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  • A body found in an Athens river earlier this week has been positively identified.  From the ACCPD:  The Athens-Clarke County Coroner has positively identified the deceased individual located in the Middle Oconee River as 54-year-old Emory Odell Findley of Athens. Findley was reported missing on March 29, 2019. The ACCPD will continue investigating the circumstances surrounding Findley’s death. The ACCPD asks that anyone with information about this incident to contact Det. Johnson at 706-613-3330, ext. 522 or Paul.Johnson@accgov.com . 
  • The Atlanta Business Chronicle says Atlanta’s loss will be Jackson County’s gain: Shenandoah Growers is reportedly closing its operation in Atlanta and moving to Jefferson. The company has posted ads for several job openings, including packers, drivers, and office staffers.  Shenandoah Growers is headquartered in Harrisonburg Virginia. Shenandoah grows organic herbs in indoor greenhouses using bionic growing methods. It has locations around the country. There was no immediate word exactly how many jobs will be created in Jackson County. 
  • Channel 2 Action News is getting you ready for a strong storm system headed our way. Our Severe Weather Team 2 Meteorologists have been tracking this storm system for more than a week, as it moves across the country.  The system has already produced strong storms in Texas Thursday morning. Severe Weather Team 2 Meteorologist Brian Monahan said that the system, with possible severe storms, will move into north Georgia overnight.  Temperatures will drop after the storms move out Friday. High temperatures on Saturday will be in the upper 50s. Drier weather settles into the area next week.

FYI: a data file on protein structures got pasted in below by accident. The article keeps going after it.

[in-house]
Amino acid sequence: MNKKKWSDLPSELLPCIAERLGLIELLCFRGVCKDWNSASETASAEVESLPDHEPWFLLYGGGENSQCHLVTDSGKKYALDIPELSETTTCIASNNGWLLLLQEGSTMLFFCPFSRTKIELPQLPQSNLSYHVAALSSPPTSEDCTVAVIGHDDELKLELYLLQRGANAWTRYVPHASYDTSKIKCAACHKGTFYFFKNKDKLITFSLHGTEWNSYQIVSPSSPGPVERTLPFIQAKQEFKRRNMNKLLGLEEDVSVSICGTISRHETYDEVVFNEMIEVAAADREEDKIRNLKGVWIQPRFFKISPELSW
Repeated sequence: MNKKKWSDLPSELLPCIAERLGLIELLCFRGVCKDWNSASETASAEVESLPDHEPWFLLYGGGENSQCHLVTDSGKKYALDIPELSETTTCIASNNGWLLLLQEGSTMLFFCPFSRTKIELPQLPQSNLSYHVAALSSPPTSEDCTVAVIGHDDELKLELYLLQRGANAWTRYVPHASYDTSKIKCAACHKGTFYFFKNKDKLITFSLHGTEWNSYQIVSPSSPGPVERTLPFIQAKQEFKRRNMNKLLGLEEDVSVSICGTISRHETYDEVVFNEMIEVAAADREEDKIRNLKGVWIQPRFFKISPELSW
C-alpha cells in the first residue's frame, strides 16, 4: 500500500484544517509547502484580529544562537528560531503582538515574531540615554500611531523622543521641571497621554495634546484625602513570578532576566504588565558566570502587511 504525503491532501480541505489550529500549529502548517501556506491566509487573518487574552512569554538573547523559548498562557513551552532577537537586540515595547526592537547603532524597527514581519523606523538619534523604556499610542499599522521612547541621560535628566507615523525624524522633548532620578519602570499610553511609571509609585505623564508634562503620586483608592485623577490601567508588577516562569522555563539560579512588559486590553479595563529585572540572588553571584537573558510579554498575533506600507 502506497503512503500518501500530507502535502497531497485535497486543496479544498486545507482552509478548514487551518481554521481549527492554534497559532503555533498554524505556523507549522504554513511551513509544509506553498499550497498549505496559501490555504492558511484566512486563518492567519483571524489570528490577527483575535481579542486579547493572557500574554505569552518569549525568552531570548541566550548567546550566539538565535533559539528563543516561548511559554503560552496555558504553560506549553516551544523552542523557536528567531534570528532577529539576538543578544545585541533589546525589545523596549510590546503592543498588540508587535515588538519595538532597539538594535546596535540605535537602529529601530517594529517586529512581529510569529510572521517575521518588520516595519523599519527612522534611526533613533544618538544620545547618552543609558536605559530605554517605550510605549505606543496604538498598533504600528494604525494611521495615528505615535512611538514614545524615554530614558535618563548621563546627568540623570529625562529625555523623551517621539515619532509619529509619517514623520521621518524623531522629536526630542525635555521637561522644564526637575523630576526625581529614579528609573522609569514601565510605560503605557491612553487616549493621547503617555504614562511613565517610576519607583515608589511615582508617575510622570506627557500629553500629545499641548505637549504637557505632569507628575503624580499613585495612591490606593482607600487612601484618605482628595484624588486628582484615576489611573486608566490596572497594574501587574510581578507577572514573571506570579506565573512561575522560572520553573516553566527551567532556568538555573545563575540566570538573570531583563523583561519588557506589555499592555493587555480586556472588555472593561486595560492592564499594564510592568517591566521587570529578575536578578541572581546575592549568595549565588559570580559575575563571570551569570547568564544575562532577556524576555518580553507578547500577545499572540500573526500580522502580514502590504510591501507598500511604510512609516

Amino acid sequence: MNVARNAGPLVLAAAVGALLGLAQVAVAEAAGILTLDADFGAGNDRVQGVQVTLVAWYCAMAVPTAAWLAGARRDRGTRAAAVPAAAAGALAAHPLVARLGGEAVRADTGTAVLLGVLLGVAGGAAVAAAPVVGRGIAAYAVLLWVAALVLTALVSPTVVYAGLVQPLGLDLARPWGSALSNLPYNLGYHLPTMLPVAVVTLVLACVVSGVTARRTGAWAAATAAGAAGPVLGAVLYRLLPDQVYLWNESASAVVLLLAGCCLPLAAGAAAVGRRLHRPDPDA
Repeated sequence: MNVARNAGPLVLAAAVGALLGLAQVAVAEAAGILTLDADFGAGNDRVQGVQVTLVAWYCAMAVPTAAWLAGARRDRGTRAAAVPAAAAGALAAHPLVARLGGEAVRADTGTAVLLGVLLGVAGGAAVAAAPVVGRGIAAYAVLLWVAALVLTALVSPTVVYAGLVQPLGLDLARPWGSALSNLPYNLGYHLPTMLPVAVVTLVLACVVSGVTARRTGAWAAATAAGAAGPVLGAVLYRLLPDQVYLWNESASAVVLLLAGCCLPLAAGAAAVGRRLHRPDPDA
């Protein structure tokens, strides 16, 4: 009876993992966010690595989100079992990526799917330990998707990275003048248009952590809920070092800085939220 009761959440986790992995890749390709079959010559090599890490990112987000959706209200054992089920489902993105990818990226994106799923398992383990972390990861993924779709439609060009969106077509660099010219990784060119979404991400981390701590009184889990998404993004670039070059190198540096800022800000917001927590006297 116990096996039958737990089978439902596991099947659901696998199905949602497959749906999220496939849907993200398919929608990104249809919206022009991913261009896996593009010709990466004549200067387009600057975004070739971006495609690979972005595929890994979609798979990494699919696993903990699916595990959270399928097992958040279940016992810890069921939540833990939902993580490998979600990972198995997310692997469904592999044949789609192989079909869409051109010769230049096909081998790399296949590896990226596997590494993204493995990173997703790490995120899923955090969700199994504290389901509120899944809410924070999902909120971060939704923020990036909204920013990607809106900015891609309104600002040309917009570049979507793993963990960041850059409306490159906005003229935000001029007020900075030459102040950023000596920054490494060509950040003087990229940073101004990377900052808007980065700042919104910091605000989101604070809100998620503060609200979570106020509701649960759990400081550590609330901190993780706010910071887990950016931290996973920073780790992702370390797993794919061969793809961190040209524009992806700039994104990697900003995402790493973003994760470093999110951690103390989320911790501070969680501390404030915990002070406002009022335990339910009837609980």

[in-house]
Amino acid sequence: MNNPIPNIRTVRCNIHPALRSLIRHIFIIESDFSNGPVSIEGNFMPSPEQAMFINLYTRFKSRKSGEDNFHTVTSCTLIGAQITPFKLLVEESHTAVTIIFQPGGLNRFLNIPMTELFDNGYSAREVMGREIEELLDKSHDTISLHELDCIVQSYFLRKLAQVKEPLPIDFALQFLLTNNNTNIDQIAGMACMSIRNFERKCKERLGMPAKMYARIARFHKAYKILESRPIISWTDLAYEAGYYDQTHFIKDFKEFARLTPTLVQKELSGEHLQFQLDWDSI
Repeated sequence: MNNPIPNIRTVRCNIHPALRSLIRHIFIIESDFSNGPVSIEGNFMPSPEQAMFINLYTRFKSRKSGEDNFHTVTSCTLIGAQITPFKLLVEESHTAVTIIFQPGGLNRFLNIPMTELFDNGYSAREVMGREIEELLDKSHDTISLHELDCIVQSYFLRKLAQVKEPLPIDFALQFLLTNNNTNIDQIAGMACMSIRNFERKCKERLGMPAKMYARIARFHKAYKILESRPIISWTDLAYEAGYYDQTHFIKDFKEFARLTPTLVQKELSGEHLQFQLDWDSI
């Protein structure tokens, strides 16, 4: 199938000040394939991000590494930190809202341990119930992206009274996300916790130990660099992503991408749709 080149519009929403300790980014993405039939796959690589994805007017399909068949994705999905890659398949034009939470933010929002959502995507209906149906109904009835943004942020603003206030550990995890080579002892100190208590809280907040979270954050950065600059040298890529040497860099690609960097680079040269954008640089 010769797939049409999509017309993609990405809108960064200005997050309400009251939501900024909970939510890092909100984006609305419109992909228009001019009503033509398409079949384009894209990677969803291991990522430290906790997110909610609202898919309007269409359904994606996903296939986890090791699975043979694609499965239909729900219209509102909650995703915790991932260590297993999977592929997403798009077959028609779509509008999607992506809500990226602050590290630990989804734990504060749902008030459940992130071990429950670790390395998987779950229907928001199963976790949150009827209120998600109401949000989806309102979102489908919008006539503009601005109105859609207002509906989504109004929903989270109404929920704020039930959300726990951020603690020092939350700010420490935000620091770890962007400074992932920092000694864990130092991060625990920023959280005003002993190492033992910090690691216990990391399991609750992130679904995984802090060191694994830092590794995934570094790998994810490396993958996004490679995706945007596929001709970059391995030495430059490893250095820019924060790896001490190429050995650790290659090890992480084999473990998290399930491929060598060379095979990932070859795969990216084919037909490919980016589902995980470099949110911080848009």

• Samantha Joye, an internationally recognized University of Georgia marine scientist who studies the complex interplay between microbes and large-scale ecological processes in the oceans, has been named Regents’ Professor, effective July 1. The Board of Regents of the University System of Georgia approved the title Tuesday at its meeting in Savannah. Joye is Athletic Association Professor of Arts and Sciences in the department of marine sciences, part of the Franklin College of Arts and Sciences. Regents’ Professorships are bestowed by the Board of Regents on faculty members whose scholarship or creative activity is recognized nationally and internationally as innovative and pace-setting. “Dr. Joye combines a commitment to rigorous and innovative science with a passion for sharing research-based knowledge with the public,” said Interim Senior Vice President for Academic Affairs and Provost Libby V. Morris. “She is an inspiration to students at the University of Georgia and to countless aspiring marine scientists across the nation and beyond.” Joye’s work explores the deep ocean and the impact of biogeochemical, ecological and environmental factors on microbes and other marine life. She has pioneered new methods of quantifying environmental factors such as microbial metabolism and geochemical signatures in extreme conditions by visiting the deepest parts of the ocean in manned submersible and remotely operated vehicles. With 160 peer-reviewed publications and 14 book chapters, Joye’s research has been cited more than 10,000 times, placing her among the top researchers in her field, and she has been awarded nearly 40 public and private research grants since 1997. Her current grants include funding from the Gulf of Mexico Research Initiative, the Schmidt Ocean Institute, the National Science Foundation, the National Oceanographic and Atmospheric Administration and the Georgia Department of Natural Resources. “Joye is a force of nature, driven by insatiable curiosity and apparently endless energy. She holds herself, her students and colleagues to the highest standards of thoroughness, rigor and integrity. As a person, a professor and a scientist, she is a powerful role model for both men and women,” Bess Ward, William J. Sinclair Professor of Geosciences at Princeton University, wrote in a nomination letter. “She is a truly distinguished member of the faculty of the University of Georgia.” After the 2010 Deepwater Horizon explosion created the largest marine oil spill in history, Joye spearheaded the formation of a team of multidisciplinary researchers from across the nation to determine the environmental impacts of the hydrocarbon inputs on the Gulf of Mexico’s biome. The Ecosystem Impacts of Oil and Gas Inputs to the Gulf (ECOGIG) consortium, which brings together researchers from 16 institutions across the United States, continues its work today and has resulted thus far in 34 seagoing expeditions and more than 110 publications and 300 presentations. “Joye directs not only her own top-flight research program in marine sciences at UGA, but also a top-flight consortium … ECOGIG is truly transforming the way we think about the Gulf and its relationship to the myriad of hydrocarbon springs on its seafloor,” Jeffrey Chanton, Robert O. Lawton Distinguished Research Professor and John Widmer Winchester Professor of Oceanography at Florida State University, wrote in his nomination letter. “In addition to her impressive scientific contributions, she has made heroic efforts to communicate science to the general public while mentoring the next generation of scientists.” In addition to thousands of press interviews with media outlets from National Geographic to the New York Times, Joye has engaged in various projects with artists to translate science to the public, including a current partnership with painter Rebecca Rutstein that was featured at a recent Alliance for the Arts in Research Universities conference at UGA. Joye recently collaborated with artist Jim Toomey of the popular “Sherman’s Lagoon” comic strip to create an award-winning short film series entitled “The Adventures of Zack and Molly,” which highlights the importance of healthy oceans. In addition, Joye’s research has been featured in two documentaries, “Black and Blue: Beneath the Gulf Oil Disaster” and “Atlantis Revealed: Where the Oil Went,” and her work has been filmed for the BBC’s “Blue Planet” series.   Joye is a Fellow of the American Association for the Advancement of Science, the American Geophysical Union and the American Academy of Microbiology and a Sustaining Fellow of the Association for Sciences for Limnology and Oceanography. She has testified before Congress numerous times on the impact of the oil spill and is a recipient of a Distinguished Service Award for Education and Outreach from the U.S. Department of the Interior’s Minerals Management Service. She received a Faculty Achievement Award from the Southeastern Conference in 2015 and a Creative Research Medal from the University of Georgia in 2008. The Regents’ Professorship includes a $10,000 salary increase and is granted for an initial period of three years, which may be renewed. No more than one Regents’ Professorship is given in any year at UGA.